Monday, May 14, 2007

Birthdays and Broadway

First of all, happy birthday to Mark, whose blog—which at the time featured a daily photo of what he was wearing—was the first I ever read. Way back in the 1990s. He was so ahead of the curve, in fact, that his blog probably predated the word blog. My then-boss in Iowa found Mark's site somehow and sent the link to me because I was gay and this Mark person was gay and therefore we should become instant best friends. And while my boss—for the record—was joking, Mark and I did become friends. I’ve been out to San Francisco to visit him and his husband Rich and their furry little ward Trixie, and various combinations of their family have come to Chicago to visit me and/or do business-type things to justify the fact that their employers paid for their plane tickets, hotels and meals. Employers can be so demanding that way.

Speaking of cities on the coast or homosexuals or things I’m writing about in this blog post or any number of equally threadbare options for transitioning between two completely unrelated topics, the boyfriend and I joined a handful of friends to see a touring company of Forbidden Broadway on Saturday. Forbidden Broadway, for my heterosexual readers (both of you), is an ongoing cabaret act that usually cleverly satirizes performers, shows, directors, producers and anything else related to Broadway. I listened to many Forbidden Broadway albums I checked out from the library when I was a kid, but I’d never seen one of the shows live. And while some of the material in this show was pretty dated (do we really need a 2004 Tony Awards spoof in an age where Phil Collins just celebrated a year-long Broadway run of Tarzan?), most of it was laugh-out-loud clever. I was thoroughly impressed by the cast members, whose endless versatility as actors was trumped only by their powerhouse singing voices. (I am a sucker for big Broadway belters, and these four threw me against the back of my chair so often I may qualify for applauders’ compensation.) The best part, though, was when we got to meet them. In the middle of the show. In the middle of the Les Miz segment, in fact. Valjean was just starting to milk the laughs from “God, it’s High” when the stage manager turned on the house lights and stopped the show with words to the effect of: “There’s a fire in the building. Everyone please leave.” So we all ran screaming traipsed leisurely out to the street for about half an hour to chat with the performers and watch a bunch of firemen climb huge ladders and put out what we can only assume was an imaginary fire because we never saw any smoke or smelled any burning corpses. Then we traipsed back in, the show picked up where it had left off, and then one of the actors who looked like he might have a rockin’ body appeared half-naked in a Lion King outfit … and I basically can’t remember anything else from that point on.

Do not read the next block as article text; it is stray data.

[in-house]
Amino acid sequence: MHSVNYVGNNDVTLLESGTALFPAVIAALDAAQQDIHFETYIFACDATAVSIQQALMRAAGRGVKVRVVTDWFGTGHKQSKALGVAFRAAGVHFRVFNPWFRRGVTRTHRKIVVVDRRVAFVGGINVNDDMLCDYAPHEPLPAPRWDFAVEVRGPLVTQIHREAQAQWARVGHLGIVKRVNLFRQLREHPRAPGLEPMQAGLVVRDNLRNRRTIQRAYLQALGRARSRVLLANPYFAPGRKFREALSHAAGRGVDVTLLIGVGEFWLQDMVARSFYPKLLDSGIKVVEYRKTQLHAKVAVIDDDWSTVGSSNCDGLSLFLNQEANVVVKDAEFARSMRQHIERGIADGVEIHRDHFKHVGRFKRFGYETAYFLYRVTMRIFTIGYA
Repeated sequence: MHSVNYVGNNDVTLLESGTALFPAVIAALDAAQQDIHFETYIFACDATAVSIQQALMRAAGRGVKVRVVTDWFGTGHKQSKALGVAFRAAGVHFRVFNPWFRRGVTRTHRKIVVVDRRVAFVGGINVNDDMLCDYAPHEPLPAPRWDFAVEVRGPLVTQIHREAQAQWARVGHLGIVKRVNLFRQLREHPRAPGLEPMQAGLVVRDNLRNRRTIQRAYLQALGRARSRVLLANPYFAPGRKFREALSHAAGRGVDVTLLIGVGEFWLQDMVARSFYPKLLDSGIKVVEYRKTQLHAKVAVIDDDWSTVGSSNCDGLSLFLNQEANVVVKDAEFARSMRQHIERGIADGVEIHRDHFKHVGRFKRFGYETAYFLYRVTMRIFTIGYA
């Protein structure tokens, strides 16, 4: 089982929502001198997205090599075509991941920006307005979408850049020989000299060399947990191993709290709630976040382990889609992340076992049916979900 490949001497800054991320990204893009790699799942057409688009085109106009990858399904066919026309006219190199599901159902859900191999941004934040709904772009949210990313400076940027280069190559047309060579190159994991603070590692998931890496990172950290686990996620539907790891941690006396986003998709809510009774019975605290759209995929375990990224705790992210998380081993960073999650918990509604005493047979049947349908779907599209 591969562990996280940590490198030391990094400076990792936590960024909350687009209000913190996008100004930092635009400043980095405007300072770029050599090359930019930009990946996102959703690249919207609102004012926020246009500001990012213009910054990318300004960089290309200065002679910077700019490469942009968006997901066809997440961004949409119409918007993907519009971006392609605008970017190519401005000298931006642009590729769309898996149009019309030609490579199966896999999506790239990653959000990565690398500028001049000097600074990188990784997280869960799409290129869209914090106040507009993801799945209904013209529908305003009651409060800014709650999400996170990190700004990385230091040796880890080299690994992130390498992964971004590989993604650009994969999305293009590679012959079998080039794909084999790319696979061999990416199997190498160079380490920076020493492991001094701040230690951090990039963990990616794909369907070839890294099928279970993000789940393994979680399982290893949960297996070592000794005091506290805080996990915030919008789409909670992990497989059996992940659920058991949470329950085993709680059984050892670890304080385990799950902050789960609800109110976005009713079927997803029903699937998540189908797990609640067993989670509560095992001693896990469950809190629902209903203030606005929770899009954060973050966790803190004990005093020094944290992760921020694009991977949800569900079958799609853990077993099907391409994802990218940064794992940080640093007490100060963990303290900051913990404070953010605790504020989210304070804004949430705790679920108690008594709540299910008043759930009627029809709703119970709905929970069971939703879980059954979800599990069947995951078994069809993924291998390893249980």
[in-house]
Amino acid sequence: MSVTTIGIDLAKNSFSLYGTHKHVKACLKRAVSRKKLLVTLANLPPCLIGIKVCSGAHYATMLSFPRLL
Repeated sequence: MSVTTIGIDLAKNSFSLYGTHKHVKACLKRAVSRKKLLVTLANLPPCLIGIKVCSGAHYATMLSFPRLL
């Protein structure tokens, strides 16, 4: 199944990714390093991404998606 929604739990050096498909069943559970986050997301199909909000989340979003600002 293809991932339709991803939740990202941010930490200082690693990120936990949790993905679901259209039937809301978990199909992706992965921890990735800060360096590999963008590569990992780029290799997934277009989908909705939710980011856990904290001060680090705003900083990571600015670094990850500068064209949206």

Sigh. If only the fire drill had happened after we knew what his abs looked like. Then we wouldn’t have wasted so much time talking to the other cast members on the street. I blame it on the 2004 Tony Awards segment. Stupid timing. Stupid fire. Stupid abs.

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